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Reasonable agreement: A contractualist political theory.

Bufacchi, Vittorio (1994) Reasonable agreement: A contractualist political theory. PhD thesis, London School of Economics and Political Science (United Kingdom).

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Abstract

The thesis is a defence of contractualism in liberal political theory. My aim is to show that contractualism can play a crucial role in the political theory of liberalism if it applies to the meta-ethical level rather than the ethical level. In particular, I will argue that the contractualist concept of 'reasonable agreement' provides the foundation for a new comprehensive liberal political theory. The basic intuition behind the idea of reasonable agreement is that all principles and rules must be capable of being justified to everyone: these are principles and rules on which everyone could reach agreement, where the agreement is defined in terms of what no one could reasonably reject. The first introductory chapter will attempt to establish that contractualism reflects the ethical core of liberalism, and that the contractualist theory of reasonable agreement gives the best account of egalitarianism. This will be followed by six chapters, divided in two parts, and a brief conclusion. Part I presents the case for contractualism from a theoretical angle, providing a conceptual analysis of reasonable agreement. Part II examines reasonable agreement from a political angle, providing an analysis of three key questions in political liberalism. The three chapters making up Part I deal with the theories of Rawls and Scanlon, the two major figures responsible for reviving the interest in contractualism in general, and 'reasonable agreement' in particular. Chapter 2 critically evaluates Rawls's contractualism, while Chapter 3 focuses on the moral theory of Scanlon. Chapter 4 attempts to build on the efforts of Rawls and Scanlon by further exploring and hopefully improving on their theory of reasonable agreement. I believe that the strength of reasonable agreement lies in its effort to raise contractualism from the ethical to the meta-ethical level, thus the three chapters in Part I evaluate two notions central to reasonable agreement: the idea of agreement and the concept of reasonableness. This brings us to the second part of the thesis, where the relationship between 'reasonable agreement' and political liberalism is investigated. Political liberalism is concerned with the political concepts that form the basis of a liberal society, namely, political obligation, social justice, and neutrality. Chapters 5, 6 and 7 examine how the egalitarian proposal of reasonable agreement applies respectively to these three liberal questions. The concluding chapter will provide a summary of the main arguments presented in the thesis.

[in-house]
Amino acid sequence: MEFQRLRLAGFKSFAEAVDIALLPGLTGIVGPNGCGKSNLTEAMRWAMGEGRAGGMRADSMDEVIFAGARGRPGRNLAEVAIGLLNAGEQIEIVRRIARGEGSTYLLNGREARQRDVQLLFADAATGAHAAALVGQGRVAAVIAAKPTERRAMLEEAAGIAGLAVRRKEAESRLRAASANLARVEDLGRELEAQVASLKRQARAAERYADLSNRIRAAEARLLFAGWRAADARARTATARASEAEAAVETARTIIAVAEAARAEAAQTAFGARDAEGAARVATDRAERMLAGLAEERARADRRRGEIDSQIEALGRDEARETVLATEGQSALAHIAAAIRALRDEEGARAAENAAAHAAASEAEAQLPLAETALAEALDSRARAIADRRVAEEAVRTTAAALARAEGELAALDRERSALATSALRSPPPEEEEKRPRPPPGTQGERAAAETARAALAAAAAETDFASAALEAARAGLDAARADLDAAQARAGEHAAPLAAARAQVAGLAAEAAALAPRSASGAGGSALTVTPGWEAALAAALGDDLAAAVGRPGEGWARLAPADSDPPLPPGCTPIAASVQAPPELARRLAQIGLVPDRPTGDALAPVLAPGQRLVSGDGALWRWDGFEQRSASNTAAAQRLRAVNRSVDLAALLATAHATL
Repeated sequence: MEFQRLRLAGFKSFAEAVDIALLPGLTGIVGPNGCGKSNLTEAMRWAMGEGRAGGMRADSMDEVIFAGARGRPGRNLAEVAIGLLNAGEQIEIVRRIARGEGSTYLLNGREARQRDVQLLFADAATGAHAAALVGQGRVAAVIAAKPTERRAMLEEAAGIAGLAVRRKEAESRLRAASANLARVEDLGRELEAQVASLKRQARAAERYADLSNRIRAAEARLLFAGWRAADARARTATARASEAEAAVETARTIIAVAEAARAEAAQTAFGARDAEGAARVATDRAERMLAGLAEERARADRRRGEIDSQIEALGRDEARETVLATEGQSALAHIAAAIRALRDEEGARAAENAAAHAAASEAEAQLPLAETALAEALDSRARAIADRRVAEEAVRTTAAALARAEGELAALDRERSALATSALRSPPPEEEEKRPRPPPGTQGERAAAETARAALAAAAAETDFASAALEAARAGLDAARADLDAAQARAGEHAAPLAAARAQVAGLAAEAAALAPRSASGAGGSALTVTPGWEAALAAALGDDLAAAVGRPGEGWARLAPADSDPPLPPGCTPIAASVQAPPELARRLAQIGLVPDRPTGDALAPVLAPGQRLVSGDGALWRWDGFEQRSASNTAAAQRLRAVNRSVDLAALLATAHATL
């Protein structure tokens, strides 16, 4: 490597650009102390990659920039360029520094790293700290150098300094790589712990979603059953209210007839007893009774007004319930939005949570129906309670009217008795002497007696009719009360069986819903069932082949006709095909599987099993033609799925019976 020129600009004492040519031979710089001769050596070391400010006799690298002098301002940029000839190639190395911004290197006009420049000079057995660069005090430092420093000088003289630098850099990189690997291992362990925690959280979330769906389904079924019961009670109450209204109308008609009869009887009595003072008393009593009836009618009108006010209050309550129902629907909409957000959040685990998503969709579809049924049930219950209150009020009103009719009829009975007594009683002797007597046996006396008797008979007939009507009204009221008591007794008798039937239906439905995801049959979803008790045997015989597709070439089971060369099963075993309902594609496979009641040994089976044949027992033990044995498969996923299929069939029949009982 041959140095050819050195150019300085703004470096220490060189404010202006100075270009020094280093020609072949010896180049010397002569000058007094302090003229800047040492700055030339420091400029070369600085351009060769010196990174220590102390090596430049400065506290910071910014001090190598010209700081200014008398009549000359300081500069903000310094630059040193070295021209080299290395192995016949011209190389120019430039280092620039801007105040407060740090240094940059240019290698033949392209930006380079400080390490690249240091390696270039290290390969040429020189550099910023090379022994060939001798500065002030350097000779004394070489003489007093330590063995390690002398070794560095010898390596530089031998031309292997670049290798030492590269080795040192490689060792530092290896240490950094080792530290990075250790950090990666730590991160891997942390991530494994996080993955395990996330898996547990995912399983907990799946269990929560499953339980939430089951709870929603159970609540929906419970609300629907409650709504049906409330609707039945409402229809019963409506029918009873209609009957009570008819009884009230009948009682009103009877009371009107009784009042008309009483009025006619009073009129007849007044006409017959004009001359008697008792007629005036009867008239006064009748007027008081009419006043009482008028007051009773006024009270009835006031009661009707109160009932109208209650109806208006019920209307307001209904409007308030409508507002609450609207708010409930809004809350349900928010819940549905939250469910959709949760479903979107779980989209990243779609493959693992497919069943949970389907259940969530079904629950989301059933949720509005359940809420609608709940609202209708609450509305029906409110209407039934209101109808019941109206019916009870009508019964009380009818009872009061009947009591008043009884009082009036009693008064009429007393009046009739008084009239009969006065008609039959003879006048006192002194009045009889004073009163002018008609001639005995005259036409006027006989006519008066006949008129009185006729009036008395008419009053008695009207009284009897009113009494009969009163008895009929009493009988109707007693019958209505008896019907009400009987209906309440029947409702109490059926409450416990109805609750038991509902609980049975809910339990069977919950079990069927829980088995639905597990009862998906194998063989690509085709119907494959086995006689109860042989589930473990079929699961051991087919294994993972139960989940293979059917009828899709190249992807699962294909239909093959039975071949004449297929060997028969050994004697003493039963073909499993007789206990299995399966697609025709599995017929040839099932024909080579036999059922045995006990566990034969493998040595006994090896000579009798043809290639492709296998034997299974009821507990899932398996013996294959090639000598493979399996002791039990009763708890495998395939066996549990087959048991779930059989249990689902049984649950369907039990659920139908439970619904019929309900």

Item Type: Thesis (PhD)
Uncontrolled Keywords: Political Science, General
Sets: Collections > ProQuest Etheses
URI: http://etheses.lse.ac.uk/id/eprint/1300

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